Thursday, January 31, 2013

The new theory unbound

There was just one thing he didn't understand. Mixed with his joy and his feeling of triumph was a sad-ness that seemed to well up from somewhere deep underground, a sense of regret for something sacred and cherished that seemed to be slipping away from him. For some reason he felt guilty, but he had no idea what of or before whom. 

He sat there, eating his favourite buckwheat and potato soup and remembering a spring night in Kiev when he was a child; he had watched the stars looking down at him between the chestnut blossoms and wept.

The world had seemed splendid then, the future quite vast, full of goodness and radiant light. Today his fate had been decided. It was as though he were saying goodbye to that pure, childish, almost religious love of science and its magic, saying goodbye to what he had felt .. as he overcame his terror and refused to lie to himself.

There was only one person he could have talked to about all this ..

Vasily Grossman
Life and Fate

Vasily Grossman, born in the Ukraine in 1905, died broken by the worst that his century had to offer, in 1964. A professional writer, he was denied publication of most of his work, and subjected to unimaginable coercion to distort everything he set eyes on. That we know him as one of the noblest lights of the literature in his adopted language, Russian, was not merely a matter of time, but of the rawest courage and good luck of protective friends, including the humanist-physicist, Sakharov. The extracts of the last three entries are from the core of a miracle of literary witness, and are framed by inhuman warfare, inhuman repression, and every knowable suffering short of not dining at Taillevent. His ‘relevance’ speaks for itself. He is incorrigibly youthful, naïve and sage, yet not incorruptible.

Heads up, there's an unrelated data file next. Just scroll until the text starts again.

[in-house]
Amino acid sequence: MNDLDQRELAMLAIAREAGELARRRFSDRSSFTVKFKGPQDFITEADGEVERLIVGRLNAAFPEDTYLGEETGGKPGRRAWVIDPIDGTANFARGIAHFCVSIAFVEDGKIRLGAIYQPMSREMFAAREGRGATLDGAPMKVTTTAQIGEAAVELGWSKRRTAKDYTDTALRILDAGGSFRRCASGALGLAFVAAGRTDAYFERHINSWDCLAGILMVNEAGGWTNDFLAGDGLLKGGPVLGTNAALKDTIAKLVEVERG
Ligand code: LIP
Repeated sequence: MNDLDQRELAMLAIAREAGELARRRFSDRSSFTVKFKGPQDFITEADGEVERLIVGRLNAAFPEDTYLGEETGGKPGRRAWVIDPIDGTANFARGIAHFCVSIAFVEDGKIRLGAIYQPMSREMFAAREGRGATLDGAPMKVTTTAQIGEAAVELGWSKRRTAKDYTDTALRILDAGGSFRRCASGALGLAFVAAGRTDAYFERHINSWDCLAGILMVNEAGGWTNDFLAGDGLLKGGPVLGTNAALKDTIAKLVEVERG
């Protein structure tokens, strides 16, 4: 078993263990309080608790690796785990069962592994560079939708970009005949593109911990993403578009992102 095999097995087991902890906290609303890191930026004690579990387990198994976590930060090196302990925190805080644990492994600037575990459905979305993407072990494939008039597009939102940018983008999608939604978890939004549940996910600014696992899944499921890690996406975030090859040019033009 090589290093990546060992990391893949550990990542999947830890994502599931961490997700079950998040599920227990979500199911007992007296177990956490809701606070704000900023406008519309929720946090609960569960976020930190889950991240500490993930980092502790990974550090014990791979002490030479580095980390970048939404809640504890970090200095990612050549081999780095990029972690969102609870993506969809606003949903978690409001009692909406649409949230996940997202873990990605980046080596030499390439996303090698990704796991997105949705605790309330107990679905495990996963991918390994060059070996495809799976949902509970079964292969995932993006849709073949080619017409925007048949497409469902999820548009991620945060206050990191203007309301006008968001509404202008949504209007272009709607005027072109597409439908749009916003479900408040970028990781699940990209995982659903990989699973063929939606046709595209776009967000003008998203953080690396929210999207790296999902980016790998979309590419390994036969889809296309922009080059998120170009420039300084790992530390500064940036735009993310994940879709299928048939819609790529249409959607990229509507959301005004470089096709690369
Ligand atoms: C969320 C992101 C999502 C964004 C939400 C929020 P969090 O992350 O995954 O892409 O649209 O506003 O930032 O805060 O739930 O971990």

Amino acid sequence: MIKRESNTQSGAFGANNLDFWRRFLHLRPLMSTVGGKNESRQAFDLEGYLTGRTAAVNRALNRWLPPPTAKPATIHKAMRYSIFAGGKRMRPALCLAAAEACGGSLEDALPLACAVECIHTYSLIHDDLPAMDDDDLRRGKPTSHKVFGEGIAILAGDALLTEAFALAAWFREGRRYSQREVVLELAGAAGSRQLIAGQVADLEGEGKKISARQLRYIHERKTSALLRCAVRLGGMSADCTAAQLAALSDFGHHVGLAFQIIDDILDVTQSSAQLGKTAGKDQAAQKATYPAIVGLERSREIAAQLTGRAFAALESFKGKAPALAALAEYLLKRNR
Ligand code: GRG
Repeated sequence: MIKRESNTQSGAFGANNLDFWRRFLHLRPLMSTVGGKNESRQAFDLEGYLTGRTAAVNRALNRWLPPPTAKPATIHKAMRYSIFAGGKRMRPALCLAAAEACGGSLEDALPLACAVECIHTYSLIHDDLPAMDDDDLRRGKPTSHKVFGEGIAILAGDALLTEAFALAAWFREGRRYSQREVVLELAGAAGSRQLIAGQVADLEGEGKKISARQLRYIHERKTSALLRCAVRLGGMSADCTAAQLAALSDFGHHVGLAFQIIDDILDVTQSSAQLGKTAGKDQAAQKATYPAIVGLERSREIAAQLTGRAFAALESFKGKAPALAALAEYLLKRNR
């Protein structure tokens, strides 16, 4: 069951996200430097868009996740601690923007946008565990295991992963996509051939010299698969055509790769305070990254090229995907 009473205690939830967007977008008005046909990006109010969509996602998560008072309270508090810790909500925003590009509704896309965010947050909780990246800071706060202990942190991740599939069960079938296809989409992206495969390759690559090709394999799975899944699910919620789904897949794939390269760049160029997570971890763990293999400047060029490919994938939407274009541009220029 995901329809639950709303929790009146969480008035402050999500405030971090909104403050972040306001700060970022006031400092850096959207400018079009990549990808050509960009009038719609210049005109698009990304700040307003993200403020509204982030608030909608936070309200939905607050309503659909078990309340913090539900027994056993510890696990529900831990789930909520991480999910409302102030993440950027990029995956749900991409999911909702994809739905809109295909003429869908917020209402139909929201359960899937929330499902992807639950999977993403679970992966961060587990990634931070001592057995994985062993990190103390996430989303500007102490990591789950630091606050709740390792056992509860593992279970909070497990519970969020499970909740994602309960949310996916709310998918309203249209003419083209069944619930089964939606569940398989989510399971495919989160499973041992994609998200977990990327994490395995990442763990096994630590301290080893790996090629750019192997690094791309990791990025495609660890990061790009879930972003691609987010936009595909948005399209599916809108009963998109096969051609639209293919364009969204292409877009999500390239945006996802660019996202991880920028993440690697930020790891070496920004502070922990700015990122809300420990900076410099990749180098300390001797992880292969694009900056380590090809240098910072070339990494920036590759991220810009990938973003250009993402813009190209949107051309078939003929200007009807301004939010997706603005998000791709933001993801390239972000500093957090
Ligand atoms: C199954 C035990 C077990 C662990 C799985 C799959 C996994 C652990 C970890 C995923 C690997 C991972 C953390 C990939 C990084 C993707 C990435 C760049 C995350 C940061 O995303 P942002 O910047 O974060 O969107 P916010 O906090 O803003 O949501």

We believe in the friendship of the arts because of where they come from. In this last passage, the problem of vanity and its vulner-abilities enters one of its serial climaxes, as Viktor has just received the fragile equivalent of an annunciation, in a telephone call from Stalin. Associates are being shredded in the Lubyanka as they speak, fates are being flicked off the sleeve by absolute chance, every form of fidelity is being tested and the great crush of terror is omnipresent. Neither Dostoevsky nor Tolstoy has sal-vaged from such settings any greater proof of kindness.

The publisher of Vasily Grossman in English is celebrating 50 years of its own life on the birthday of my brother next week. The New York Review of Books is incorrigibly youthful, a friend in the arts. 

Vasily Grossman
A Writer at War
  A Soviet Journalist
  with the Red Army, 
Anthony Beevor, editor
  and translator, with
  Luba Vinogradova
Random House, 2005©

Catherine Merridale
Ivan's War
  Life and Death in the
  Red Army, 1939-1945
Henry Holt, 2006©

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